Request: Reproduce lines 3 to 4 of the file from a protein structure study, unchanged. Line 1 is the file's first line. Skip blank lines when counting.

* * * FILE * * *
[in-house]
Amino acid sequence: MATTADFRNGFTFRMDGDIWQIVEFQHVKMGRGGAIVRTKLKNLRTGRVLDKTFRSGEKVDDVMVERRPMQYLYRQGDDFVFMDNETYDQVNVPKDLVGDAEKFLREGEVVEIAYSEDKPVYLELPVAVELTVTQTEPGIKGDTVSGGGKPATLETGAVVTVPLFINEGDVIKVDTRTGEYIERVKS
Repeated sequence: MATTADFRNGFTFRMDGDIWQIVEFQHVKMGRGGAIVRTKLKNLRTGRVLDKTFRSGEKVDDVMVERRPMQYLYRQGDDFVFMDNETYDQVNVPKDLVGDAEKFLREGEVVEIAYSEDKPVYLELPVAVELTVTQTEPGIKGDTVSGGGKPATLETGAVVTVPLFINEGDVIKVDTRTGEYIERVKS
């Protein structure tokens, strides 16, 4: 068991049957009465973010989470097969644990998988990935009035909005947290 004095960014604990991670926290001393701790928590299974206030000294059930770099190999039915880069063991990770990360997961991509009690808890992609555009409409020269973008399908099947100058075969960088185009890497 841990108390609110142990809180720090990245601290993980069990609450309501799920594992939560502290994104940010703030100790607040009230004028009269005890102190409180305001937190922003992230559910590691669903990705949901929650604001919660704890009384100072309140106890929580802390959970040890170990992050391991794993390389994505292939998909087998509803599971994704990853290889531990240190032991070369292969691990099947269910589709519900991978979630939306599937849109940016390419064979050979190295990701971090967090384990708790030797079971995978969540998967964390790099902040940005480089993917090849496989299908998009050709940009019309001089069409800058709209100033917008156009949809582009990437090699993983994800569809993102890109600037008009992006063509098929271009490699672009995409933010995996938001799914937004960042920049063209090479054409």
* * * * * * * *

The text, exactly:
Repeated sequence: MATTADFRNGFTFRMDGDIWQIVEFQHVKMGRGGAIVRTKLKNLRTGRVLDKTFRSGEKVDDVMVERRPMQYLYRQGDDFVFMDNETYDQVNVPKDLVGDAEKFLREGEVVEIAYSEDKPVYLELPVAVELTVTQTEPGIKGDTVSGGGKPATLETGAVVTVPLFINEGDVIKVDTRTGEYIERVKS
């Protein structure tokens, strides 16, 4: 068991049957009465973010989470097969644990998988990935009035909005947290 004095960014604990991670926290001393701790928590299974206030000294059930770099190999039915880069063991990770990360997961991509009690808890992609555009409409020269973008399908099947100058075969960088185009890497 841990108390609110142990809180720090990245601290993980069990609450309501799920594992939560502290994104940010703030100790607040009230004028009269005890102190409180305001937190922003992230559910590691669903990705949901929650604001919660704890009384100072309140106890929580802390959970040890170990992050391991794993390389994505292939998909087998509803599971994704990853290889531990240190032991070369292969691990099947269910589709519900991978979630939306599937849109940016390419064979050979190295990701971090967090384990708790030797079971995978969540998967964390790099902040940005480089993917090849496989299908998009050709940009019309001089069409800058709209100033917008156009949809582009990437090699993983994800569809993102890109600037008009992006063509098929271009490699672009995409933010995996938001799914937004960042920049063209090479054409």